Yes, current monthly financial reports are requested by the Chapter 12 trustee. These are required for the months before and, unlike Chapter 11, after confirmation. Like in all bankruptcy proceedings, the debtor has the duty to cooperate with the trustee, and as the trustee's role is being defined this is especially important.


27. WHO OPERATES THE FARM AFTER THE PETITION IS FILED?

Unless there is misconduct, the petitioner. In the event of misconduct, after a hearing, the court may require the trustee to actually run the business.

 

28. WHAT DOES CHAPTER 12 DO TO PROVIDE OPERATING MONEY AFTER FILING?

This is an easy question to answer. It not only does nothing, it virtually guarantees difficulty borrowing money anywhere! A very critical phase of the analysis we do in a potential Chapter 12 situation is to anticipate the operating bank balance at the end of each month after filing based on known revenues and known incomes. We cannot always be exact, but we usually can spot a circumstance where annual revenues are adequate but the money does not come in time to pay the up-front costs. There are occasions where a post petition operating lender can be found, and the bankruptcy makes it possible to safely borrow under special application procedures.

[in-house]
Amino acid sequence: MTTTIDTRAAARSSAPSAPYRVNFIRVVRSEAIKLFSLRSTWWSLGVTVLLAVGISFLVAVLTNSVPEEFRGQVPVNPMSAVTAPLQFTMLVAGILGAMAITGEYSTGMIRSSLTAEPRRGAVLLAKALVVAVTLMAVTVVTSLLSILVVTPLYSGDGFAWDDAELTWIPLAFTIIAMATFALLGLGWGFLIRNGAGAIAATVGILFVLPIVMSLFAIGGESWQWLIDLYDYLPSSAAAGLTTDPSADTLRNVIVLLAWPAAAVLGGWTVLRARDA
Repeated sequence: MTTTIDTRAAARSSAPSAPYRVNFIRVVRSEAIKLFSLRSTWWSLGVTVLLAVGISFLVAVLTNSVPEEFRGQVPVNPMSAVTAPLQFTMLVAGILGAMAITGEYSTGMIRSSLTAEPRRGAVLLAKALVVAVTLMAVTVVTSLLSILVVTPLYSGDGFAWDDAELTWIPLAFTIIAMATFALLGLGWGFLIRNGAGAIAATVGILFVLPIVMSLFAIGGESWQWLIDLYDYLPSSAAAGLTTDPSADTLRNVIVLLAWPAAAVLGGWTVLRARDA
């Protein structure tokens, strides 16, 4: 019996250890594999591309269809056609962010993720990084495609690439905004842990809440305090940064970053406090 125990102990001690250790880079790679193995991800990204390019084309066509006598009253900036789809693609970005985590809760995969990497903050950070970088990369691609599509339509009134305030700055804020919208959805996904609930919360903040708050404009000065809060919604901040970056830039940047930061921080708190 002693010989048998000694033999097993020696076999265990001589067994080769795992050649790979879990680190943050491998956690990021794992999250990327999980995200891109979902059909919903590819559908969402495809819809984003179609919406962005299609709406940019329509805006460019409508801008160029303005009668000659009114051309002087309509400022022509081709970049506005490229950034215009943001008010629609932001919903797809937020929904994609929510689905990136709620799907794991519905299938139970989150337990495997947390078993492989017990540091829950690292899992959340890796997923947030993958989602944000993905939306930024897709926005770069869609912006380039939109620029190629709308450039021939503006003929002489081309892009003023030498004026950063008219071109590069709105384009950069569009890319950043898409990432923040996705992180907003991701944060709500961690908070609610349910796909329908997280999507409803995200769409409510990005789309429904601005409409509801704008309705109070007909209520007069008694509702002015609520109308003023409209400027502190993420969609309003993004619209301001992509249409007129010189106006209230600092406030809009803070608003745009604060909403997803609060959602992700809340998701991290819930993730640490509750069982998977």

29. THE BANK HAS A SECURITY INTEREST IN ALL OF MY CROPS AND ANIMALS. IF I FILE CHAPTER 12, CAN I SELL THE BANK'S COLLATERAL AND USE THE PROCEEDS TO OPERATE?

Only with court approval. After filing, the proceeds of otherwise secured loans are still the bank's collateral. There is a procedure to apply for special court permission to use this "cash collateral." But to be given permission to do so by the court requires that the debtor obtain the creditor's permission or provide the creditor with the "indubitable equivalent" of the cash to secure its position. Practically speaking, that means it requires a large amount of collateral to use a little bit of cash and an operation that is probably going to be reorganized.

 

30. OUR RANCH IS A CORPORATION. THE LAND IS HELD BY A PARTNERSHIP, AND ALL OF US HAVE SIGNED THE BIG NOTES AS INDIVIDUALS. WILL CHAPTER 12 FILING BY THE CORPORATION PROTECT ALL OF US?